Another Irishman believes therein lies the point. “Monty used to say that defeating Tiger was like ‘cutting the head off a snake’,” Padraig Harrington, the 2021 captain, tells Telegraph Sport. “The thing is, at this level, in 18 holes of match play anyone can beat anyone and the smallest thing might make the difference. Being drawn against Tiger felt almost like a shot to nothing - you were the underdog, not expected to win. Maybe that’s the same with Rory as the Americans will reckon, ‘it might affect the others if we see him off’. That gives them confidence.”
Wyndham Clark has emerged as the headcase in point before this match. On Thursday, the debutant all but called out the four-time major winner. “That’s exactly who I want - I’d love to play Rory,” Clark told Golf Channel. “I have tons of respect for Rory. Because of that respect, I also want to beat him. I like to think I am better than him - and want to prove that.”
Clark has won two professional titles in eight years as a pro; McIlroy has 37 in 15 years. Yet Clark denied McIlroy down the stretch in June’s US Open and will be aware that the Ulsterman’s record in the singles is 3.5 points from six. Montgomerie and Poulter both played eight singles and neither lost once.
In light of this, the visitors would be foolish if they did not put a target on McIlroy’s back, particularly when he is in a duo. He has won just two points in his last seven foursomes and fourballs and, with six partners in the last three Cups, is clearly desperately seeking a longer-term pairing.
McIlroy thought he had it when he and Thomas Pieters won their three matches in 2016, but the Belgian has yet to make a second reappearance. “I’ll keep coming back to it, my hunch is that Rory is at his best when challenged - and that means by his partner as well,” McGinley says. “Pieters was one of the best ball-strikers on the European Tour and Rory felt he had to be at his best to match him that week.
’Yet when he has been put out as the father figure with a rookie - as he has a few times [with Andy Sullivan, Thorbjorn Olesen and Shane Lowry] - they’ve lost and the pairing has quickly been shelved for the match which is to dispiriting and uplifting to the opponents. He needs an equal alongside, or least someone who can live with his ball-striking. Maybe that will be [rookie, Ludvig] Aberg this time, or Viktor, or Tommy [Fleetwood].”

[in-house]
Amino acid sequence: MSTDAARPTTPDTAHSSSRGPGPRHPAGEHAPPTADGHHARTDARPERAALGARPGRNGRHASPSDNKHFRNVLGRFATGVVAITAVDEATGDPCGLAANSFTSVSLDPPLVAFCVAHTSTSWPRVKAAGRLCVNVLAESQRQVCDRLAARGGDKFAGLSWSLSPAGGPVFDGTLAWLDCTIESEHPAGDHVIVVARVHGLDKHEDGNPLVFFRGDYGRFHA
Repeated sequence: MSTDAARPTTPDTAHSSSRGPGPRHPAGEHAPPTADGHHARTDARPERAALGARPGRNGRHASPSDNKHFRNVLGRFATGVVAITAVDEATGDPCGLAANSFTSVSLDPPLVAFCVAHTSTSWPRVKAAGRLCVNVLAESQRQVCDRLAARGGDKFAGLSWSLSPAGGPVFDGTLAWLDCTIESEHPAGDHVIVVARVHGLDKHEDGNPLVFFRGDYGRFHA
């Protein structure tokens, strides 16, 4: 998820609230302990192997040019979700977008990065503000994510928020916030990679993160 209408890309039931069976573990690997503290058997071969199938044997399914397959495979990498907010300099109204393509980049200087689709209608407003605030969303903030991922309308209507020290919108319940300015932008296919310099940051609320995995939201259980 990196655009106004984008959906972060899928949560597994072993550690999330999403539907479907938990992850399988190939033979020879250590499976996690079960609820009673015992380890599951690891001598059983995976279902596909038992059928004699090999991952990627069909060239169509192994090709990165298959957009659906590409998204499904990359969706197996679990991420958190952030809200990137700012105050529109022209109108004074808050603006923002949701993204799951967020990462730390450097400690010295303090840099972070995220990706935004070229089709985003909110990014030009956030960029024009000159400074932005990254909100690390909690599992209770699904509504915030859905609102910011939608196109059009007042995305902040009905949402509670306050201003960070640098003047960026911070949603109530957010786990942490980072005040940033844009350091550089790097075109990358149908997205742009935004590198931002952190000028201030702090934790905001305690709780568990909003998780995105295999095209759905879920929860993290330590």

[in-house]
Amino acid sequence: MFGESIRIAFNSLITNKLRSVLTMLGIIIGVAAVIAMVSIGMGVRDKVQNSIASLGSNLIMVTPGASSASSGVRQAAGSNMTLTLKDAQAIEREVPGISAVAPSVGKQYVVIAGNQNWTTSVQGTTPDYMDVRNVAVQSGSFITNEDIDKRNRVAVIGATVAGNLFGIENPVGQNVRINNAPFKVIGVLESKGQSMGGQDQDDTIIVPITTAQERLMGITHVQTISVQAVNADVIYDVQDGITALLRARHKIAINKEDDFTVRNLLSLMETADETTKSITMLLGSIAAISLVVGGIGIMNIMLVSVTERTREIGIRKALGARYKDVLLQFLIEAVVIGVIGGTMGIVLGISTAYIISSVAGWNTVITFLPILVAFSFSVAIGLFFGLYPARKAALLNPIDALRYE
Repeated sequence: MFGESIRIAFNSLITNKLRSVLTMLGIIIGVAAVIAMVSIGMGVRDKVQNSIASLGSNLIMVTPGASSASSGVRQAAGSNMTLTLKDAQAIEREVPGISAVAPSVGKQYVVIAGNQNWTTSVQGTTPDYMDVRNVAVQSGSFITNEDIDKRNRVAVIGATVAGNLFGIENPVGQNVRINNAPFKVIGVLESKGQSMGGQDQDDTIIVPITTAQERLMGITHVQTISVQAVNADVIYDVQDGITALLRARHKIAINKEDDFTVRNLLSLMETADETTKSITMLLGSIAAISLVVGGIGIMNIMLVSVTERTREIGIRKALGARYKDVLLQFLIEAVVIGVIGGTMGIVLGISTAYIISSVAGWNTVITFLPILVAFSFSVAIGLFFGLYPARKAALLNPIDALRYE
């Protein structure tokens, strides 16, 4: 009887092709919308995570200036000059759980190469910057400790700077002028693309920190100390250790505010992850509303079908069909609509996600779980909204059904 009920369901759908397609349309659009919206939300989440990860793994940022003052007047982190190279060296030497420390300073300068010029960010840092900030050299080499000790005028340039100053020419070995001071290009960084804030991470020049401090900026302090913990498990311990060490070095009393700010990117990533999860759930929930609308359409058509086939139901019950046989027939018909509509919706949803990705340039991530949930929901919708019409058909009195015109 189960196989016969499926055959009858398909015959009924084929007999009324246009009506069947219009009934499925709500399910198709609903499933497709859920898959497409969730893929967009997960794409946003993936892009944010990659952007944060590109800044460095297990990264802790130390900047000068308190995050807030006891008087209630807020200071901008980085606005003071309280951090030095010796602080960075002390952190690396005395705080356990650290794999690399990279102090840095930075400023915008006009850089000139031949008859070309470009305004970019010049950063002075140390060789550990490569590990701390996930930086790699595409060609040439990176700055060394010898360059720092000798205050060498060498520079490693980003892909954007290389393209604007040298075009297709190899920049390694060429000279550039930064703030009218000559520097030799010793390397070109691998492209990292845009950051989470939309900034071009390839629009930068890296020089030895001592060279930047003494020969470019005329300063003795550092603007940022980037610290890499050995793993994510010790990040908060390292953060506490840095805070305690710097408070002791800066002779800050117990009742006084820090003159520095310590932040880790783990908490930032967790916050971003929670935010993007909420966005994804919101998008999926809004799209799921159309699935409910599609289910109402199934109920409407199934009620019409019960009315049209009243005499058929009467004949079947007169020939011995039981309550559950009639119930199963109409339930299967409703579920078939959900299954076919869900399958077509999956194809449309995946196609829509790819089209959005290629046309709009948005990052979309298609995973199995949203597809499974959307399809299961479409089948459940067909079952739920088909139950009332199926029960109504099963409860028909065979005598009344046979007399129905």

Harrington concurs. “There are well-known players who were only concerned about themselves and their own record and if they didn’t rate their playing partners could even ignore them going round,” he says. “Rory is the exact opposite, but maybe goes the other way in worrying too much about the other guy and carrying him. You want him to be a little bit selfish perhaps. I wouldn’t write off the Rory and Shane pairing that we tried in 2021 [at Whistling Straits]. That still has the makings of a very good duo.”
Whatever and whoever, McIlroy is determined that it will be all in for the cause. “Luke doesn’t expect me to make big speeches but if I can lead by example and be the first one in the team room for a meeting, or the first on the bus, or anything like that, I will,” he said. “Even though it’s my seventh Ryder Cup, I’ll be doing all the things you should do and not getting complacent. That’s the way I’d like to lead. Yeah, and lead with my clubs by making birdies and getting some blue on that board.”